“I’m careful not to ever abuse my prescription drugs—in fact, that is part of the reason to use marijuana, to cut the need for those pain relievers that are very addictive. With the heavier strains of marijuana, I can take half [a prescription pill]. That’s all I’ll need.”
Marijuana not only doesn’t cause dependence, it helps users be less dependent on other prescribed medications (Chapkis).
Schedule one drugs have no accepted medical use in the United States. While I cannot argue there is an accepted medical use, I can argue there should be an accepted medical use. Studies show marijuana may help protect the brain in MS and Parkinson’s patients. Also, it may have anti-cancer properties to help fight brain and breast cancer. Marijuana produces a psychedelic effect that could only help patients suffering from extreme pain that is inevitable with a condition like cancer or MS. Though this may not make their pain go away, it does give them the strength to rise above it and get onto their days (Chapkis).
Marijuana’s medical disadvantages are greatly reduced when used with a vaporizer. Vaporizing eliminates the risks associated with smoking. Vaporizers boil the herb and produce a vapor that the user then breathes in (Marijuanavaporizer.com) The risks associated with smoking are not prevalent when inhaling vapors because the chemicals are heated to a temperature that produces the vapor but does not produce the harmful chemicals that are affiliated with smoking (Armentano). Vaporizers are cheaper which again, is a huge benefit for patients that have medical bills to worry about as well (Marijuanavaporizer.com).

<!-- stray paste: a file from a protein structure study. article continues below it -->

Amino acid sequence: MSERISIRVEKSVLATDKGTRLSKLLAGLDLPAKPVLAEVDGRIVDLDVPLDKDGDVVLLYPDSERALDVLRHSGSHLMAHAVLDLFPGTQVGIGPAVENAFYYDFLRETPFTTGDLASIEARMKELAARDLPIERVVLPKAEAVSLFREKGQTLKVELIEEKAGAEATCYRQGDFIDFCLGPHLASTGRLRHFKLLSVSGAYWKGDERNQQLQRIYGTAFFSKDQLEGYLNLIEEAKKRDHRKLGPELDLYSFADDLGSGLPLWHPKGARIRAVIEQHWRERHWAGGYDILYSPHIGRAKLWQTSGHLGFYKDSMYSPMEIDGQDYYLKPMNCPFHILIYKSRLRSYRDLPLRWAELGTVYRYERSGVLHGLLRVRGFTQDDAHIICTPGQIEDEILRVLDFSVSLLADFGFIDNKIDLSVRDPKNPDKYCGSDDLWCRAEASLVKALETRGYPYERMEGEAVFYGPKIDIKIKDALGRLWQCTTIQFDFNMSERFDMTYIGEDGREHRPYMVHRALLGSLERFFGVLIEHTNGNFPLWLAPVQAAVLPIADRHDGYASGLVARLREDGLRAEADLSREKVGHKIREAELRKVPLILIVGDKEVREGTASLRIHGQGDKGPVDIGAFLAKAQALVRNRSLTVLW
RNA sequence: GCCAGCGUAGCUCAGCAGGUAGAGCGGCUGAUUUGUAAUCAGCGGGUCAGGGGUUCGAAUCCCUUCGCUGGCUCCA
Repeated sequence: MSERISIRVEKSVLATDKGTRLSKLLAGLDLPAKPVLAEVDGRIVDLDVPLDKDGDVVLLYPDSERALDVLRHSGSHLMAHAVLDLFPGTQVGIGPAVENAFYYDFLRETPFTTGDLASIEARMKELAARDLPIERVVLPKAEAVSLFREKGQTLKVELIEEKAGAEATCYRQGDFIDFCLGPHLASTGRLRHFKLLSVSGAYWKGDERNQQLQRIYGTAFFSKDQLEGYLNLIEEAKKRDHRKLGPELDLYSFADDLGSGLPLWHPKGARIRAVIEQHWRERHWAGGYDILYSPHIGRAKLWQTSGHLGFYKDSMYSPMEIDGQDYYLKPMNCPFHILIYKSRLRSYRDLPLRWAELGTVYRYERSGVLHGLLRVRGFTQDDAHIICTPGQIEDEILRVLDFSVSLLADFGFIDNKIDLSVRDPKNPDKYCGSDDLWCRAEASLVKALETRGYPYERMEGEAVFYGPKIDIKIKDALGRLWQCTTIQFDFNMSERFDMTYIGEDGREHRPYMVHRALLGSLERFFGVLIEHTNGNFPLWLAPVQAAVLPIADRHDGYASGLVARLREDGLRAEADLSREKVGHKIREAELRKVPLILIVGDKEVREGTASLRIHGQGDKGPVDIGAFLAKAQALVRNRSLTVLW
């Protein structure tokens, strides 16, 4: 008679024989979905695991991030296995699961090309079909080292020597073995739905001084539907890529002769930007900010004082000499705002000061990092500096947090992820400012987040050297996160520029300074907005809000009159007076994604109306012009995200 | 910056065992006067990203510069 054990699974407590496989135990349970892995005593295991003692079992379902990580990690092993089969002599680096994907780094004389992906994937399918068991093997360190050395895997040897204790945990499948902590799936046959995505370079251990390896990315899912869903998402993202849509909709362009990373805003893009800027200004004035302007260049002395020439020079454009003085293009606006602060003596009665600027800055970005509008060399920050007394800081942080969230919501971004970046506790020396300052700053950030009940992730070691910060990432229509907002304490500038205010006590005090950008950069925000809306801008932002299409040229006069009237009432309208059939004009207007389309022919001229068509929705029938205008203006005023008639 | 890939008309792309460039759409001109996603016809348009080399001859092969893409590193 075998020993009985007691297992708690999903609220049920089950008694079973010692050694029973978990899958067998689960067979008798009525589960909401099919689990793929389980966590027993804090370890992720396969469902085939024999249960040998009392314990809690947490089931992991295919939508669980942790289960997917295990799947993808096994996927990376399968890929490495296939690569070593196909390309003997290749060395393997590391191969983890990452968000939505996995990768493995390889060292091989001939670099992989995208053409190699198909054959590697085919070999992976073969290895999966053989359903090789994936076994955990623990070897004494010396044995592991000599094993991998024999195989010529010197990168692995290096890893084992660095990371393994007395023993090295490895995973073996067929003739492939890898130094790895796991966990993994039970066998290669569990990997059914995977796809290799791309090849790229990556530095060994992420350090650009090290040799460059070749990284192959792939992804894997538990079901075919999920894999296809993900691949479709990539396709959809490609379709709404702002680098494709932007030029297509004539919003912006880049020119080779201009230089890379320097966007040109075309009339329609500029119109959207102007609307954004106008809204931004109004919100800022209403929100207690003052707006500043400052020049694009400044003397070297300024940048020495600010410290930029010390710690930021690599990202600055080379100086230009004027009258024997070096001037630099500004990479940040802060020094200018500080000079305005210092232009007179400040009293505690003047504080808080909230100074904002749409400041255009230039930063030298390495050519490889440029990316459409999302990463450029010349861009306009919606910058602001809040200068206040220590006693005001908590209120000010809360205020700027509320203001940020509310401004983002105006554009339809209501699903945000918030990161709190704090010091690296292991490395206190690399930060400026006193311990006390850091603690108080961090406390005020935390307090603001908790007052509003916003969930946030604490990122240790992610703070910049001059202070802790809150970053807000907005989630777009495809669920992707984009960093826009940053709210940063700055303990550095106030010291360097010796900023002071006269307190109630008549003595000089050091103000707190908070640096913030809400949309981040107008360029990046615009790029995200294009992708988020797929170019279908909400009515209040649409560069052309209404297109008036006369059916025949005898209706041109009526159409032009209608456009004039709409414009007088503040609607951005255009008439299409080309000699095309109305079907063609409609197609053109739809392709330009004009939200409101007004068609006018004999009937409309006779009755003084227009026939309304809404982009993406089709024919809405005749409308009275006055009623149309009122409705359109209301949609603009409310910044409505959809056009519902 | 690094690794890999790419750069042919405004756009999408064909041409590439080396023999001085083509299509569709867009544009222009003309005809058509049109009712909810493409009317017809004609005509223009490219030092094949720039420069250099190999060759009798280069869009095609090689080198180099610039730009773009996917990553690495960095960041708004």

Schedules 2-5 can be prescribed. Each schedule has different levels of potential for abuse. Schedule two drugs, for example morphine, have the highest potential that is still prescribed; while schedule five drugs, for example Lunesta, have the lowest (Controlled Substance Schedules).
Marijuana should be moved to a lesser schedule. I think it should be in schedule 3 with Marinol. Being in schedule three would open marijuana up for more research. It will help people forget the problems brought onto them by their ailments. Marijuana has a medical benefit and is not likely to cause dependence or abuse.
Drugs were decriminalized in Portugal. It was very beneficial to the country. 10 percent of Portuguese people over 15 have used marijuana in their lives. This is the lowest percent in Europe and staggeringly low compared to America’s 39 percent of people over twelve. Mark Kleiman, author of When Brute Force Fails: How to Have Less Crime and Less Punishment says,
“I think we can learn that we should stop being reflexively opposed when someone else [decriminalizes] and should take seriously the possibility that anti-user enforcement isn’t having much influence on our drug consumption” (Szalavitz).
Armentano, Paul. “Marinol Versus Natural Cannabis Pros, Cons, and Options for Patients.” 11 August 2005. NORML Working to Reform Marijuana Laws. 19 April 2012.
Chapkis, Wendy. “Cannabis, Conciousness, and Healing.” Contempory Justice Review December 2007: 443-460.
“Controlled Substance Schedules.” 1970. U.S. Department of Justice Drug Enforcement Administration Office of Diversion Control. 19 April 2012.
“Controlled Substances Act TITLE 21.” 11 June 2009. FDA US Food and Drug Administration. 12 April 2012
“Historical Timeline- History of Marijuana as Medicine – 2900 BC to Present.” 8 March 2012. Procon.org. 12 April 2012
“InfoFacts: Heroin.” March 2010. National Institute on Drug Abuse. 19 April 2012
Marijuanavaporizer.com 19 April 2012.
Szalavitz, Maia. “Drugs in Portugal: Did Decriminalization Work?” Time Science 26 April 2009.
The President’s News Conference. Perf. Richard Nixon. 1 May 1971.